Pakistan kills 4 militants linked to attack on Quetta police academy

QUETTA, Pakistan (AFP) - Pakistani security forces raided a compound in the country's troubled south-west and killed four militants linked to an attack on a police academy earlier in the week, officials said on Friday (Oct 28).

The raid in Quetta, the capital of strife-riven Balochistan province, was carried out late on Thursday (Oct 27) following an intelligence tip-off about the presence of fighters from the Lashkar-e-Jhangvi (LeJ) militant group.

"A team of (the) anti-terrorist force (ATF) raided the compound and killed four militants after an exchange of gunfire," a senior local police official Abdullah Afridi said.

Speaking off the record, a police official said the militants belonged to the LeJ - a faction of which claimed it had worked with the Islamic State in Iraq and Syria (ISIS) group to carry out the Monday (Oct 24) night raid that killed 61 people, the deadliest assault on a security installation in Pakistan's history.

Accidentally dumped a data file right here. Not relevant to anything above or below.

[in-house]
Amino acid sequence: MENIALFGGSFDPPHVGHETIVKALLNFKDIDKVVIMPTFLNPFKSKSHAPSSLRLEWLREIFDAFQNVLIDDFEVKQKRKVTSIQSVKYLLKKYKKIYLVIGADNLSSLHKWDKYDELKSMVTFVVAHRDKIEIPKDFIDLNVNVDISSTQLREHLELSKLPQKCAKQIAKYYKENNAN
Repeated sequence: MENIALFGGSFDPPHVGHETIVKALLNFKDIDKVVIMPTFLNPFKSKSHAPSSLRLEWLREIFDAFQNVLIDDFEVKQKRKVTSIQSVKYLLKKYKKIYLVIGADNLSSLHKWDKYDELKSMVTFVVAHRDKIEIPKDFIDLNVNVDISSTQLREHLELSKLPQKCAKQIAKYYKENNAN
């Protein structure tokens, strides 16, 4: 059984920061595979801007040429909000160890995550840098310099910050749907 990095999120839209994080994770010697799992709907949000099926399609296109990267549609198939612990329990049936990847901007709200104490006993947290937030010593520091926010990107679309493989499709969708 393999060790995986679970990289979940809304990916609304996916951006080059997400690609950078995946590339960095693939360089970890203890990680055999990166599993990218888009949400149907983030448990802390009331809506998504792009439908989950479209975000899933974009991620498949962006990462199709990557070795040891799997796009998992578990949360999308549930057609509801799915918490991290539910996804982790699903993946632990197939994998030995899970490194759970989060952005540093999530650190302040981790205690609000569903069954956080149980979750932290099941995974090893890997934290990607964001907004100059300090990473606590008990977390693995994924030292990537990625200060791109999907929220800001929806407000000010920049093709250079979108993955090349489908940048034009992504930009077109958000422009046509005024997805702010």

ISIS had previously also claimed the raid and released photos of the fighters involved, one of whom bore a strong resemblance to an attacker who was killed by security forces in the assault.

The extent of any material support to local groups from ISIS remains unclear, but affiliation with the notoriously brutal outfit brings the promise of a far higher profile.

The Balochistan government has also formed a joint investigation team (JIT) comprising officials from the army, police and intelligence agencies to probe Monday's attack.

Pakistan has been battling a home-grown Islamist insurgency since shortly after the US-led invasion of Afghanistan in 2001, though overall levels of violence have dropped following a series of military offensives in the country's western tribal regions.

Monday night's raid though served as a grim reminder that militant groups are still able tocarry out major assaults from time to time.

The emergence of ISIS in Pakistan is seen as a major blow to the country's long-running efforts to quell the insurgency, and comes as the group's key rival Al-Qaeda is losing strength in what was once its "home ground".